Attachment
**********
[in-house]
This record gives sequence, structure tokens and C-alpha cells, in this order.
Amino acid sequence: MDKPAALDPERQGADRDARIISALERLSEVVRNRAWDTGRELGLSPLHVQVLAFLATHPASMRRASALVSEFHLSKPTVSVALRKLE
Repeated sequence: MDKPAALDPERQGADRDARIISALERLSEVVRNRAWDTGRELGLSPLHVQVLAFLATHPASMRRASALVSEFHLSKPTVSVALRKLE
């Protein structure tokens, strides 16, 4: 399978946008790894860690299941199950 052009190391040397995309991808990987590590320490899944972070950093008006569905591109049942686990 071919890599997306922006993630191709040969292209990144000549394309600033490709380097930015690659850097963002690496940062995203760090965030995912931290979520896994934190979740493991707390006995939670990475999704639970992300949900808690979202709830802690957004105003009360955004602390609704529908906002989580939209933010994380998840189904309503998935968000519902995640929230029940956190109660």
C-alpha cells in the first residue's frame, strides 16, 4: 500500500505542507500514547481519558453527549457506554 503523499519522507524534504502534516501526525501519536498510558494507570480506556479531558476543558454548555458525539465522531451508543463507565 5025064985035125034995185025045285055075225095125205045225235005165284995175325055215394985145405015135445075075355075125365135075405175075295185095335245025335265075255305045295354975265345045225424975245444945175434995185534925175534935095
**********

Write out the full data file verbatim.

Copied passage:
[in-house]
This record gives sequence, structure tokens and C-alpha cells, in this order.
Amino acid sequence: MDKPAALDPERQGADRDARIISALERLSEVVRNRAWDTGRELGLSPLHVQVLAFLATHPASMRRASALVSEFHLSKPTVSVALRKLE
Repeated sequence: MDKPAALDPERQGADRDARIISALERLSEVVRNRAWDTGRELGLSPLHVQVLAFLATHPASMRRASALVSEFHLSKPTVSVALRKLE
């Protein structure tokens, strides 16, 4: 399978946008790894860690299941199950 052009190391040397995309991808990987590590320490899944972070950093008006569905591109049942686990 071919890599997306922006993630191709040969292209990144000549394309600033490709380097930015690659850097963002690496940062995203760090965030995912931290979520896994934190979740493991707390006995939670990475999704639970992300949900808690979202709830802690957004105003009360955004602390609704529908906002989580939209933010994380998840189904309503998935968000519902995640929230029940956190109660």
C-alpha cells in the first residue's frame, strides 16, 4: 500500500505542507500514547481519558453527549457506554 503523499519522507524534504502534516501526525501519536498510558494507570480506556479531558476543558454548555458525539465522531451508543463507565 5025064985035125034995185025045285055075225095125205045225235005165284995175325055215394985145405015135445075075355075125365135075405175075295185095335245025335265075255305045295354975265345045225424975245444945175434995185534925175534935095